Travel claims cannot be included with an interim payment and must be claimed at the end of the case.
Hardship and interim payments – all representatives
From 1 May 2020 all representatives at the Crown Court are entitled to submit a claim for hardship under the amended arrangements. This applies when you:
have spent at least 1 month on the case
are unlikely to receive final payment for the case in the 3 months following the submission of your claim
can claim for more than £450 on the case, excluding VAT
are likely to suffer financial hardship
We will accept that trial delays, and subsequent delays to billing, during the COVID-19 transmission control period will likely result in financial hardship.
When this happens for cases you are working on you do not need to submit evidence of the likelihood of financial hardship. For example, bank statements or letters from the bank in support of your claim.
Hardship claims can be made through CCD and will be identifiable as a separate bill type.
You should note that given the speed at which this has been developed, if you use third party software, they may not have completed changes to support submitting this bill type.
You will need to provide:
copy of the representation order
case details, including offence type, PPE and number of defendants
We will deduct the hardship payment from the final payment, even if that hardship payment had been claimed by a different or substitute advocate.
The terms for interim and hardship payments covering Crown Court work are set out in the Criminal Legal Aid (Remuneration) Regulations 2013 (as amended).
regulation 14 – interim payment of disbursements
regulation 17A – interim payment of litigators’ fees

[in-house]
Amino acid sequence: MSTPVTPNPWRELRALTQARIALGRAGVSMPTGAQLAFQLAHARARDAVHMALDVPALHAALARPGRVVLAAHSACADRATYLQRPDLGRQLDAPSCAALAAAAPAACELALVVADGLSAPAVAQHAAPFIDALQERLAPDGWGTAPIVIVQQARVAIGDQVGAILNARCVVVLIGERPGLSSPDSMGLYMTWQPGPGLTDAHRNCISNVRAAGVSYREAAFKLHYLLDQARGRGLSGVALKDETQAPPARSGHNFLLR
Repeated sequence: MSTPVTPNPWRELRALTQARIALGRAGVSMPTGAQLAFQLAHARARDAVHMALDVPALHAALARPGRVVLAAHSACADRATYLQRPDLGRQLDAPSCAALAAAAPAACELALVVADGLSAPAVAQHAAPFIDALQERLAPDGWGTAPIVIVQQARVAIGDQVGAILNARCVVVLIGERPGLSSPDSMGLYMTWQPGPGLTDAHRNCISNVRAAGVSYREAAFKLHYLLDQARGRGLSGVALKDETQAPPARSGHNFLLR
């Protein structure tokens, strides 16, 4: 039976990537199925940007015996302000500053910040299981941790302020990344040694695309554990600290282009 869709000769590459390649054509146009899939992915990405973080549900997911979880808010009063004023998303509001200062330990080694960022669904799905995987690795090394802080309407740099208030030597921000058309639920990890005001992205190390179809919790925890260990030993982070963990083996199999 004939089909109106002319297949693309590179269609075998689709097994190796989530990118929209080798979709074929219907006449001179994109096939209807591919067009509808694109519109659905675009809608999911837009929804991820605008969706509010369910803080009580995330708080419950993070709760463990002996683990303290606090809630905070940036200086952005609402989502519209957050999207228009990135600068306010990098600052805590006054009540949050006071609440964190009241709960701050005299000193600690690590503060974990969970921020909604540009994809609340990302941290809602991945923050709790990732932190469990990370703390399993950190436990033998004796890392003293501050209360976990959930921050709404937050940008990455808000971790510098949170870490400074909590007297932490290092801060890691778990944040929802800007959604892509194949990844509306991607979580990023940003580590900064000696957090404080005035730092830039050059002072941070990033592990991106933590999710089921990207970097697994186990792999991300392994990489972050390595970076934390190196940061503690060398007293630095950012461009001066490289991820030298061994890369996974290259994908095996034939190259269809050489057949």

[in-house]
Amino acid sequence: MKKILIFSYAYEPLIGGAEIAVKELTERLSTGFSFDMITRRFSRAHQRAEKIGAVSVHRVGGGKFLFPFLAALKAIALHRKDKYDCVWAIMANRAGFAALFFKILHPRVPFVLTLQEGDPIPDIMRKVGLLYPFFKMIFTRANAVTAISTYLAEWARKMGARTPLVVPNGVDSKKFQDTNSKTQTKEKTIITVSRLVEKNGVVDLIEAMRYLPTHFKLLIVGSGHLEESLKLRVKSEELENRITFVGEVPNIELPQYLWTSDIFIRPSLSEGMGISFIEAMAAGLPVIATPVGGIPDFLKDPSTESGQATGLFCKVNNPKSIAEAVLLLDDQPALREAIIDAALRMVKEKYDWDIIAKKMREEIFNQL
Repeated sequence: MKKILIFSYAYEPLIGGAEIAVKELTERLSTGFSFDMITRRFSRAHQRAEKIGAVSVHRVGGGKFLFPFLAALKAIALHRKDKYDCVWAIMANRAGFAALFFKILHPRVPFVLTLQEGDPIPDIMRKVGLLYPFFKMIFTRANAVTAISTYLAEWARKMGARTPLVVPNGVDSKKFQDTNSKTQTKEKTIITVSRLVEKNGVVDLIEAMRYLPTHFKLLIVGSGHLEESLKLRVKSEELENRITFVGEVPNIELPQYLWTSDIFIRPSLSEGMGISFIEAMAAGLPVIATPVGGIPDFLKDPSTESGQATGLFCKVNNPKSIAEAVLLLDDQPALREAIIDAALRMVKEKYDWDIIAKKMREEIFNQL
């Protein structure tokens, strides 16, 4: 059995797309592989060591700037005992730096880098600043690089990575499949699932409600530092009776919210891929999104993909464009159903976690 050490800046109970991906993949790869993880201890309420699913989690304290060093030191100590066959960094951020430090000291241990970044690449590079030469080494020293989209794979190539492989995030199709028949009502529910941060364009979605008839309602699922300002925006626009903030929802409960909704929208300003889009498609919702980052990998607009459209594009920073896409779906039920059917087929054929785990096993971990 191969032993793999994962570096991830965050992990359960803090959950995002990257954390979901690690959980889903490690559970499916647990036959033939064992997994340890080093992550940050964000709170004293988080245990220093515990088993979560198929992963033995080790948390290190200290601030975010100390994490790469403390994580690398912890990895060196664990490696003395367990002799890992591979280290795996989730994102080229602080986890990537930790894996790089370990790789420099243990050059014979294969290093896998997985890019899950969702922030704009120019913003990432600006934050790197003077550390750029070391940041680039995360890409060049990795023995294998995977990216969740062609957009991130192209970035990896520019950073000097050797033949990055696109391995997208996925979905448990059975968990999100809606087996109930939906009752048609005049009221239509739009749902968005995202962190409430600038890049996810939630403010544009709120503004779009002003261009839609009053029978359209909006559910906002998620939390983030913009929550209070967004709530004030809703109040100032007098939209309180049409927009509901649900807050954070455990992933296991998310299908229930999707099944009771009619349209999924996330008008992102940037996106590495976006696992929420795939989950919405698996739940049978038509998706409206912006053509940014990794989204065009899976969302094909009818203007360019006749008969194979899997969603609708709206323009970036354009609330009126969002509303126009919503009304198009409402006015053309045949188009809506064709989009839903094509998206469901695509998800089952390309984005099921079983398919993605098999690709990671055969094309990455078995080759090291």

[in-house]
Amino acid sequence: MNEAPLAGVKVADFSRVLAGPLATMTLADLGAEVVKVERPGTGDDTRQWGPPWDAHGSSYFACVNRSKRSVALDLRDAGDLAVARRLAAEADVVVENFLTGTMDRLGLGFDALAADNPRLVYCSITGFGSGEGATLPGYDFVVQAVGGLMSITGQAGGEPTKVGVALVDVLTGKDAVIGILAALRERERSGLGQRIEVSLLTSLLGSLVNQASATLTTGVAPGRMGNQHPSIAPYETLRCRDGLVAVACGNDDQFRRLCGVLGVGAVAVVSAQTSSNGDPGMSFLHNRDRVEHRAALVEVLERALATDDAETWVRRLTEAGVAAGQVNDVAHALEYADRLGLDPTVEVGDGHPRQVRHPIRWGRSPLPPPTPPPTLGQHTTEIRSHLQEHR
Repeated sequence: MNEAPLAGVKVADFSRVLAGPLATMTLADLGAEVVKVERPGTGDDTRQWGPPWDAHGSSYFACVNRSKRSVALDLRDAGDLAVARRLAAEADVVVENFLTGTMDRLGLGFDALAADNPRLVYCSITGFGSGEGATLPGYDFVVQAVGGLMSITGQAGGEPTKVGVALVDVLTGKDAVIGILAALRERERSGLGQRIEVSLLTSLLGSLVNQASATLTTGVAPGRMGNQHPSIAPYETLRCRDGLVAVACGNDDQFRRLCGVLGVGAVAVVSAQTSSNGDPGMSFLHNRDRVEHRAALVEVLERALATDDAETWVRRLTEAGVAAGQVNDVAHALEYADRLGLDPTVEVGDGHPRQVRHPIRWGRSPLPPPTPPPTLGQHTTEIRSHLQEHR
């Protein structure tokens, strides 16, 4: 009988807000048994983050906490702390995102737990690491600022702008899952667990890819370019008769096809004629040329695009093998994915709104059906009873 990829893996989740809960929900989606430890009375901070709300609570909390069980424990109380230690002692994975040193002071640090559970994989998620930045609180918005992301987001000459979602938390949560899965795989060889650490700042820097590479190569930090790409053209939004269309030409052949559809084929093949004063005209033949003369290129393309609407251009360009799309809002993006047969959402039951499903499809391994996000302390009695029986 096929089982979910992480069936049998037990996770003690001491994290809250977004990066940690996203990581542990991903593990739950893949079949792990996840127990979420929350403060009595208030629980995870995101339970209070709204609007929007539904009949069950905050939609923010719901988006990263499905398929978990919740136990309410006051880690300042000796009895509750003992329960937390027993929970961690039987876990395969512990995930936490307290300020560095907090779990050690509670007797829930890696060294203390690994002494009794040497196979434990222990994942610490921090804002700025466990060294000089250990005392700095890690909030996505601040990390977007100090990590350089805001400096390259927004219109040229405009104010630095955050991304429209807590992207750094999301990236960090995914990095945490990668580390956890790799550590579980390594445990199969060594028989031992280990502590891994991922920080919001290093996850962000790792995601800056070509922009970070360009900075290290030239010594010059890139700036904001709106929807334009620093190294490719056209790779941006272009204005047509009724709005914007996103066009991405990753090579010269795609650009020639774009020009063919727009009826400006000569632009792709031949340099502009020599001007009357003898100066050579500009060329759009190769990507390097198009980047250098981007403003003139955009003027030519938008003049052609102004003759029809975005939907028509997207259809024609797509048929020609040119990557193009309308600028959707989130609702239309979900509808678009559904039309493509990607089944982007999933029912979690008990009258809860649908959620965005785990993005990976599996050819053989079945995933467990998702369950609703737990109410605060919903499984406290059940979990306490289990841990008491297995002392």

regulation 18 – interim payments in cases awaiting determination of fees
regulation 20 – staged payments in long Crown Court proceedings
regulation 22 – computation of final claims where an interim payment has been made under regulations 17A-21
You can find further information in relation to current processes under these regulations in the Crown Court fee guidance
Any hardship payments made will be offset against any interim payments received and vice versa. Hardship and interim payments will be offset against the final fee for the case. There is no right of redetermination for these payments.
As explained we will accept delays in trials/billing during the COVID-19 transmission control period as satisfying the criteria for making a hardship payment. However, these payments are intended to relieve representatives in genuine difficulties.
If you can access other forms of government assistance, you should consider whether you need to make this application. A significant number of claims is likely to result in increased processing time and a slower release of funds.
Scenario tables are available setting out the type of fee that can be claimed at various stages of the proceedings. It is expected that the majority of LGFS claims will be for interim payments:
Cracked trial fees
Cracked trials are cases which do not reach trial following an effective first hearing at which a not guilty plea is entered.
Advocate fees for cracked trials are divided into thirds for remuneration purposes. This is calculated using the period between the date a case is first listed for trial, or placed on a warned list, and the actual date listed for trial. Where a case cracks in the first two thirds a basic fee equivalent to that of a guilty plea fee is payable. Cases which crack in the final third attract a higher fee.
Clarification is needed where cases crack following effective first hearings where a not guilty plea is entered, but no trial date has been listed due to COVID-19. Where this happens, the LAA will pay the basic fee that applies where the trial cracks in the final third. This applies in cases with a representation order dated on or before 16 September 2020.